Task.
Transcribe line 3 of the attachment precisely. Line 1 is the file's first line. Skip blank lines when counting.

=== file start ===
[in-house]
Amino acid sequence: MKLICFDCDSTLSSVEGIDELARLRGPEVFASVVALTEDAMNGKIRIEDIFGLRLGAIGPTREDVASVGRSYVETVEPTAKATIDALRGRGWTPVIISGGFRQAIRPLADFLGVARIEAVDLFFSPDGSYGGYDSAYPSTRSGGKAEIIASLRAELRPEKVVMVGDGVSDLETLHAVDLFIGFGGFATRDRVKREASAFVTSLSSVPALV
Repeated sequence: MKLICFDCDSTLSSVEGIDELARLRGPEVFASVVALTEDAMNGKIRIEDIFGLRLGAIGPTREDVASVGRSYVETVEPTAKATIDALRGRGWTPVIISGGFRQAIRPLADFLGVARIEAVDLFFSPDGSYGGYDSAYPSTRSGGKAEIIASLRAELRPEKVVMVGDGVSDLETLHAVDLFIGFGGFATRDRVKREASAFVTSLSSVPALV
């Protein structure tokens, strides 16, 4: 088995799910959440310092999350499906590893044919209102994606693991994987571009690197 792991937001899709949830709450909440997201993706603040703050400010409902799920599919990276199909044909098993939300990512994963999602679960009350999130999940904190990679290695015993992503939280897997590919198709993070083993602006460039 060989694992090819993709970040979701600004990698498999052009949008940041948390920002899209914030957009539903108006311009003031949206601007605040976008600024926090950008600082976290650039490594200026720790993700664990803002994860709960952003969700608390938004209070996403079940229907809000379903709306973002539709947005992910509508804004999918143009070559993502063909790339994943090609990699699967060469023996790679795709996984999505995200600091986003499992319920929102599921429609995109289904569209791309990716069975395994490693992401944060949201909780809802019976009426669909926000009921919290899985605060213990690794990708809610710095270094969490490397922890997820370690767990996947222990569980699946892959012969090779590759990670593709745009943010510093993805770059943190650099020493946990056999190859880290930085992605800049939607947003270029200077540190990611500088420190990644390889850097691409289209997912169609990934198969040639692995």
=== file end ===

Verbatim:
Repeated sequence: MKLICFDCDSTLSSVEGIDELARLRGPEVFASVVALTEDAMNGKIRIEDIFGLRLGAIGPTREDVASVGRSYVETVEPTAKATIDALRGRGWTPVIISGGFRQAIRPLADFLGVARIEAVDLFFSPDGSYGGYDSAYPSTRSGGKAEIIASLRAELRPEKVVMVGDGVSDLETLHAVDLFIGFGGFATRDRVKREASAFVTSLSSVPALV